MISSOULA — Montana tight end Colin Bingham could’ve graduated this past year.
That would’ve opened the door for the fifth-year senior to potentially grad transfer or end his football playing early as he works toward a career as a doctor.
Bingham decided to take more classes at Montana, adding minors in psychology and biology. Along with his major in health and human performance, he feels those will benefit him as he chases medical school.
The Missoula native has unfinished business on the field as he gets to play a final season for the team he grew up loving and with the teammates who’ve been a second family to him. They’re the ones who’ve kept him motivated over the years, the past two as the Grizzlies’ starting tight end.
“They’re the best friends I’ve ever had,” Bingham said ahead of Montana’s homecoming game against Idaho State at 1 p.m. Saturday in Washington-Grizzly Stadium.
“They’re some of the best dudes I’ve ever known. No matter what the coaches think about you, no matter what the fans think about you, no matter what anyone else thinks about you, they have your back and they’re your biggest fans. I couldn’t ask for a better group of guys to play football with. They’re incredible.”
Montana coach Bobby Hauck has been impressed with how Bingham has grown and matured. He’s known him longer than just the two years coaching him.
Hauck has known him since he was 5 years old and was an outdoorsy, energetic kid on a bicycle. He and Bingham’s dad, a former Griz football player, have been friends and their families have known each other for a long time.
“He was hell on wheels as a kid,” Hauck said with a laugh. “I thought he was more probably inclined to become a biker or something like that rather than a medical school student. But that looks like the path he’s on.
“I think it’s pretty admirable that that’s his vocation.”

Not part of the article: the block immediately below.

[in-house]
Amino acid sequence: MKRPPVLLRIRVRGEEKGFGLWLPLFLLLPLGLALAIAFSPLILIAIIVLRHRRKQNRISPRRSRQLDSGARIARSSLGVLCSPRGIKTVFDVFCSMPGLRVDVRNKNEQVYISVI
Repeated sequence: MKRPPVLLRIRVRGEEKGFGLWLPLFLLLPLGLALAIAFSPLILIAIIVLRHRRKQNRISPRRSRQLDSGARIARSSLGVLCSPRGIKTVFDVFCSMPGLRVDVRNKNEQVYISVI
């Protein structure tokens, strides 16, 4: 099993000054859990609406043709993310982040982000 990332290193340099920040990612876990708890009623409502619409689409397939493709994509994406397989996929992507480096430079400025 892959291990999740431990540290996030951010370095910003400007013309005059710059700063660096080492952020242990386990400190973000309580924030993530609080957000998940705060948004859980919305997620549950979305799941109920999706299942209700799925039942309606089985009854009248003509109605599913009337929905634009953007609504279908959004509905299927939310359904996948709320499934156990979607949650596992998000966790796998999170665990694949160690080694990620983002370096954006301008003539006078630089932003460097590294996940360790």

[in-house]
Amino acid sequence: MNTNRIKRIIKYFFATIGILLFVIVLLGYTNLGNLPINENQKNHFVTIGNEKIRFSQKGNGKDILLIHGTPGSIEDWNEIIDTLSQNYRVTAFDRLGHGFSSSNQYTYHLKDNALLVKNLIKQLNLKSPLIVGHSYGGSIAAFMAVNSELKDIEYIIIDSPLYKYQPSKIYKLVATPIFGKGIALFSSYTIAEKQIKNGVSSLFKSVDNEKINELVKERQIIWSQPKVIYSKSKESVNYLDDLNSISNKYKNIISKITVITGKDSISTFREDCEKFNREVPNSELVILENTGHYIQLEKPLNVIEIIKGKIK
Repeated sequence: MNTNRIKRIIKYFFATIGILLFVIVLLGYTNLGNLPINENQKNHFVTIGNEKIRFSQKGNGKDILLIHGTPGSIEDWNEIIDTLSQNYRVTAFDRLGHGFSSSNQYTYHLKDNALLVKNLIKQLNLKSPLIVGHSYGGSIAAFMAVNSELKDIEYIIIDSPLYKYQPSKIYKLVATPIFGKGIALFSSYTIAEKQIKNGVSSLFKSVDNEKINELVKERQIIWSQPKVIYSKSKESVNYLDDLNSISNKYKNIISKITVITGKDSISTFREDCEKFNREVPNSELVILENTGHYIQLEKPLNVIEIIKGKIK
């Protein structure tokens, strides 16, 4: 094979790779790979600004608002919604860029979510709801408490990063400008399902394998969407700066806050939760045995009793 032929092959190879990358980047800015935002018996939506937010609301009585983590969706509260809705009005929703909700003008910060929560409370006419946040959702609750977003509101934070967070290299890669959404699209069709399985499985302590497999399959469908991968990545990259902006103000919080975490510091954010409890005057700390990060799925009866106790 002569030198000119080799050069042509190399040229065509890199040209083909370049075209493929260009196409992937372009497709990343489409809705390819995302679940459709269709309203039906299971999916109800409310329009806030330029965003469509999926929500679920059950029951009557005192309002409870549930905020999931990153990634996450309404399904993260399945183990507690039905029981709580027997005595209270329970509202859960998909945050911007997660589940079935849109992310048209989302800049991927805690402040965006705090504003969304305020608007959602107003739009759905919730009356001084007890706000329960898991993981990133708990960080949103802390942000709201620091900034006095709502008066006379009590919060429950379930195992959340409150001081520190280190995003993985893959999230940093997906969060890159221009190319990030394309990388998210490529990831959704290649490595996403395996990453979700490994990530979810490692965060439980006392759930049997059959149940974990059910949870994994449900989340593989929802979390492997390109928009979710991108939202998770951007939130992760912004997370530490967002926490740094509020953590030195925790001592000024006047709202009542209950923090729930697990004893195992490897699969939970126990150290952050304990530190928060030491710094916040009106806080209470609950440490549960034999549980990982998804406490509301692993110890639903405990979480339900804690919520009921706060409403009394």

Bingham grew up around football. He’s the son of Guy Bingham, a former Montana offensive lineman who went on to a 14-year NFL career and is in the Grizzly Athletics Hall of Fame.
The 6-foot-3, 248-pound Bingham never felt pushed into football. It was a sport he enjoyed and his dad provided insight into the behind-the-scenes stuff it takes to be a successful player.
“My dad likes that I play football, but it’s always been something I’ve really enjoyed ever since growing up playing flag football at Fort Missoula in second grade,” Bingham said. “Those were some of the best times of my life. Ever since then, I’ve been in love with the game.”
Bingham starred as a blocking tight end at Missoula Big Sky for head coach Matt Johnson and was on the team that made the State AA semifinals in 2014 with his dad as an assistant coach.
“He’s the best high school blocker I’ve ever seen. Every single block, he had the guy 10 yards down field and then on his back," said Johnson, who added that the three-sport standout in football, basketball and track still holds the school’s power clean record in the weight room.
“He’s an all-around great kid. I couldn’t ask for more out of a student-athlete. He’s the type of person you want your own kids to model after with just how good of a kid he is. I can’t say how good his character is.”
Similar to high school, Bingham has primarily been a blocker for Montana but has mixed in time as a pass catcher. He’s totaled 47 receptions for 514 yards and seven touchdowns in 35 career games for the Griz.
Like his dad, who found longevity in the NFL as a long snapper, Bingham is the Grizzlies’ backup long snapper and plays on the shield on punts. On the basketball court, he averaged a double-double every other game in his senior year of high school as he dominated the paint, like his dad, an all-league center in Washington in the 1970s.
“He could’ve played at the Frontier level, but his mind was determined,” Big Sky boys basketball coach Bryan Ferriter said. “I think deep down inside he was proud of his father and wanted to play football.”
Ferriter recalls thinking Bingham would make a good doctor when he had him in his chemistry class as a junior.
He saw how Bingham exceled with the math-based and abstract concepts as a self-learner who could not only solve problems but was able to communicate how he figured out the answer.
“Like how his dad is the longest-tenured Grizzly football player in the NFL, I said what Colin’s dad was to football, Colin will be to the medical field,” Ferriter offered. “To steal a line from the Boston area, Colin’s ‘wicked smaht.’”
In addition to the brains, Ferriter recognized how the soft side of a smiling, friendly Bingham would work well in dealing with people on a daily basis.
“In the medical profession, to be a healer, you have to have good bedside manner, and he has a gentle nature to him,” Ferriter said. “I’m sure he has a game day face, but he also has a nice smile and wants to interact with you in a playful way. If you have an ailment and he came in the room, I’m sure you’d feel better. He doesn’t take himself too seriously, and he’s accessible.”